b.       Features: Mutated p53 gets stabilized and accumulates in the cell. However, mutp53-cells develop an addiction on high levels of mutp53 for survival. Acute withdrawal triggers strong spontaneous cytotoxicity, blocking invasion and metastasis and restoring chemotherapy-induced cell death. 

Onkologie

Please describe the difference between Typ I and Typ 2 ovarian cancer

  • a.       Type I: 
    1. Low-grade serous
    2. Slow growing
    3. All histologies, including:
      • 1.       Low grade serous carcinoma
      • 2.       Lowgrade endometroid carcinoma
      • 3.       Mucinous carcinoma
      • 4.       Some clear cell carcinoma
    4. They likely evolve through a step-wise progress from borderline tumours
    5. Usually chromosomally stable
  • b.       Type II:
    1. High grade
    2. Evolve rapidly
    3. Include
      • 1.       High grade serous carcinoma
      • 2.       High grade endometrioid carcinoma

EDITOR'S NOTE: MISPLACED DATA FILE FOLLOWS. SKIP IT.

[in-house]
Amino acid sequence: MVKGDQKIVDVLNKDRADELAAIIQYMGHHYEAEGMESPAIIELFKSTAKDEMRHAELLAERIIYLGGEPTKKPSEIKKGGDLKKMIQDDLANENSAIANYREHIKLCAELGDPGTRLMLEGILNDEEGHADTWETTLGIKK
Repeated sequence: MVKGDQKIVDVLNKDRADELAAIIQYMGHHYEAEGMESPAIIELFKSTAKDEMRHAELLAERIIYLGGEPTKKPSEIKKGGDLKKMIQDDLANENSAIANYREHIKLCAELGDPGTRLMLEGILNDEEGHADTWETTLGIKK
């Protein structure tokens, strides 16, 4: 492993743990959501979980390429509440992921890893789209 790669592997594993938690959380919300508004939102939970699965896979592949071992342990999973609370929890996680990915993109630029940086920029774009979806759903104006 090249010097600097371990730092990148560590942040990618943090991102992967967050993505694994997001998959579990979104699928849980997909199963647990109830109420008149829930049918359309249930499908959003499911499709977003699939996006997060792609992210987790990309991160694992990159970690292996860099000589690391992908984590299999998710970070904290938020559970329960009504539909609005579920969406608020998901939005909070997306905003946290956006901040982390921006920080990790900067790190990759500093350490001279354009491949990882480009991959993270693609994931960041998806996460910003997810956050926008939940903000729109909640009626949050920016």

• 3.       Carcinosarcoma
      • 4.       Undifferentiated carcinoma
      • 5.       And some clear cell carcinoma
    4. No recognizable precursors in the ovary
    5. Widespread DNA copy number change
    6. Deadly! Early peritoneal dissemination

Onkologie

What is the main prognostic marker of advanced ovarian cancer

  1. Maximale Zytoreduktion! 
    1. Entfernung von minder vaskularisierten Tumorarealen, welche einer zytotoxischen Therapie nicht zugänglich sind.
    2. Kleinere Residuen bedürfen weniger Zyklen Chemotherapie, damit vermindertes Risiko für Resistenzentwicklung
    3. Entfernung potentiell Chemo-resistenter Tumorzellklone durch optimales Debulking

Onkologie

  1. Causes of genetic instability and its role in cancerogenesis